by Panchali Mallik, Senior Writer, Transparency Market Research
Sure, dumping gas guzzlers for an ultra-low-emission electrically-powered vehicle, is good for the environment. But what happens when you are on a road trip and your electric vehicle runs out of battery and there is no outlet in the vicinity to plug in for a recharge?
Once full charged, a BMW’s i3, for instance, can last up to 81 miles; for Nissan Leaf it is 84 miles, and a Chevy Volt can run for 38 miles. These ranges may seem enough to cover daily commutes, but insufficient for travel along longer distances. Taking long breaks by the side of a highway to recharge your vehicle will not make you feel much better about saving the earth.
Eliminating such probabilities is at the heart of an effort announced a few weeks ago in the United Kingdom. Highways England, the agency that is responsible for maintaining major roads across the country, revealed its plans of conducting an 18-month trial of highways capable of wirelessly charging the electric vehicles as they travel along.
The effort follows a successful feasibility study conducted to examine whether what is touted by Highways England as a “dynamic wireless power transfer” system could actually charge cars while on the go. The project is a part of a five-year plan and US$780-million-endeavor by the government to encourage the manufacture and use of electric vehicles across the U.K.
Highways England in Association with UK Government Launches Roads with Jolt of Electricity
Globally, air pollution claims over 7 million lives a year, as reported in the World Health Organization’s fact-sheet. The particulate matter spewing out of vehicles leads to nearly 60,000 deaths every year in Britain alone, says the Committee on the Medical Effects of Air Pollutants in the UK.
Oxford Street in London is reportedly among the worst polluted roads in the world. However, the problem of carbon emission is no longer limited to the capital but has drifted beyond it. Soaring levels of air pollution in the country have impelled the government to adopt ambitious countermeasures. The construction of smart roads being one of them.
The technology behind the initiative was deep-rooted in common sense. The electric vehicles used during trials by Highways England will be fitted with wireless sensors to pick up charge as they travel along a specially designed roadway. Deploying the technology, however, is not as simple as it may sound. Researchers will have to innovate ways to create roads capable of withstanding extreme temperature conditions and wear and tear.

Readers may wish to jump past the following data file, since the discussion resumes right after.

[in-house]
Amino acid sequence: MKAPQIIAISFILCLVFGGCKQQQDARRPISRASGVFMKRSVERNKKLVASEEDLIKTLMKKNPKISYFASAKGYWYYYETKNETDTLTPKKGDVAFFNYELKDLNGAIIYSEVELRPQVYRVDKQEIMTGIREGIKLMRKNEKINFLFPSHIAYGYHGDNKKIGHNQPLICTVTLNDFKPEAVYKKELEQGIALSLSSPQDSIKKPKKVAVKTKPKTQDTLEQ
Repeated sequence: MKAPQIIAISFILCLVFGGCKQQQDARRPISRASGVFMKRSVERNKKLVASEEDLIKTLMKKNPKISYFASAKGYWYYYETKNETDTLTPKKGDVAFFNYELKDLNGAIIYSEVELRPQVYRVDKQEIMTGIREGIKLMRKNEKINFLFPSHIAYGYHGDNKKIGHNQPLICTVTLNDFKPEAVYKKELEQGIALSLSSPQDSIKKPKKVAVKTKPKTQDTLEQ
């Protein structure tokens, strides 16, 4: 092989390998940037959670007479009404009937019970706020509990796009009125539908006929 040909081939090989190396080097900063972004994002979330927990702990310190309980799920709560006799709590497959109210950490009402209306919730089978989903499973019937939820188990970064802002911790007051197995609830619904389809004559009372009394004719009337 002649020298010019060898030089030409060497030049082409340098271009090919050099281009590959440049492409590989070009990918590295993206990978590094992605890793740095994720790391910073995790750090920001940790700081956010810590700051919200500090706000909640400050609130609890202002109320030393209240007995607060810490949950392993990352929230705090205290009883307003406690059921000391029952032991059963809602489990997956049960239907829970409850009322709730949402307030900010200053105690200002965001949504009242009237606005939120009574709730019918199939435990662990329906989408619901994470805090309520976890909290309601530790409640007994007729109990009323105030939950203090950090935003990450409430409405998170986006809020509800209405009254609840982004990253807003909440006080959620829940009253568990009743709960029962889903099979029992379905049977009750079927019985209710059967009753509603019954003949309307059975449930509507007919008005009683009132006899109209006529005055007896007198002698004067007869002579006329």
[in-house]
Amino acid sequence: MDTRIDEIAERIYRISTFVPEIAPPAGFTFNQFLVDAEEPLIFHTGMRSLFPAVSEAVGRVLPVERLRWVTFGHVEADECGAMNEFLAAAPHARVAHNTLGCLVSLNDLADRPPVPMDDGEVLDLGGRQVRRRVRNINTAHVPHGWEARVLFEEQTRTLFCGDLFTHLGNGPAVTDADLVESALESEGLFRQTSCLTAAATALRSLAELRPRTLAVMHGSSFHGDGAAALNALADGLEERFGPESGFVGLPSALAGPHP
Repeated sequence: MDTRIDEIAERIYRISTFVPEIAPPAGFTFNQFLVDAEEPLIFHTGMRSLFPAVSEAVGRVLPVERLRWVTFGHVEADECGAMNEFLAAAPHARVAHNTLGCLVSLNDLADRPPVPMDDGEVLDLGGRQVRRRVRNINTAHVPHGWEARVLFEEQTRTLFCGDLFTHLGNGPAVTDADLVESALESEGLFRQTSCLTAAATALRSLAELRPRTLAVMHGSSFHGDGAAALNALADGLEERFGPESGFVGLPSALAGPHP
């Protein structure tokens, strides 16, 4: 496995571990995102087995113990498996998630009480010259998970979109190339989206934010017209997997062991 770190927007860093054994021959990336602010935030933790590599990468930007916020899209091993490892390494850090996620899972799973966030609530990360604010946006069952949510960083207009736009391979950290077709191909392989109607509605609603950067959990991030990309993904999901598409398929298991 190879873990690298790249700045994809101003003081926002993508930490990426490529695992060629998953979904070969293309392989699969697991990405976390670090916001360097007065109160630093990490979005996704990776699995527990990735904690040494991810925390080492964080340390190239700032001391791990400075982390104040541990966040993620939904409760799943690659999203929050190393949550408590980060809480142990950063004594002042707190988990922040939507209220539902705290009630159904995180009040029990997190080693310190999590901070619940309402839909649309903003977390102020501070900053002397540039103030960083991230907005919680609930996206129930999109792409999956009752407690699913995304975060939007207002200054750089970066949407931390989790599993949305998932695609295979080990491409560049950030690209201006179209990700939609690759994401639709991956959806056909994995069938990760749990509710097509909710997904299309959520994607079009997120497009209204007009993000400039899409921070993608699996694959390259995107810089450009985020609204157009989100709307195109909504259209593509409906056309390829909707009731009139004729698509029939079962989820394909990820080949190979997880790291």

UK at the Forefront of Testing Novel Technologies in Smart Roads
UK’s smart roads will have power lines connected to coils placed beneath its surface. The power lines will transmit electricity to wireless sensors fitted in the electric cars. A drive along a stretch of the smart road will power up batteries fitted in the hybrid vehicles or electric cars. The UK has already made headway with testing a bunch of novel approaches to this technology. Real-world versions of the technology, which are ready for manufacture, are also identified.
Such initiatives are essential to support the growth of the ultra-low emission vehicles in the country. The ongoing off-road trials of the wireless power technology will aid the creation of a more sustainable network of roads across England. This technological breakthrough could be a boon for businesses in England that run on transportation of goods across the country.
Britain has been aggressively taking on projects of emissions-free transportations. Only a year ago two trials were launched in London, one that tested battery-powered subway cars and the other for hybrid buses that recharge batteries at each stop. British policymakers have already given their nod to the world’s largest off-shore wind farm in 2014, which is anticipated to produce approximately 1,200 MW off Suffolk Coast in England.
Other countries in Europe too, have been at the forefront of investigating new ways to deploy smart technologies on road. The Netherlands, for instance, is already home to the first solar road in the world, and could also be the first country to use recycled plastic as road-building material.
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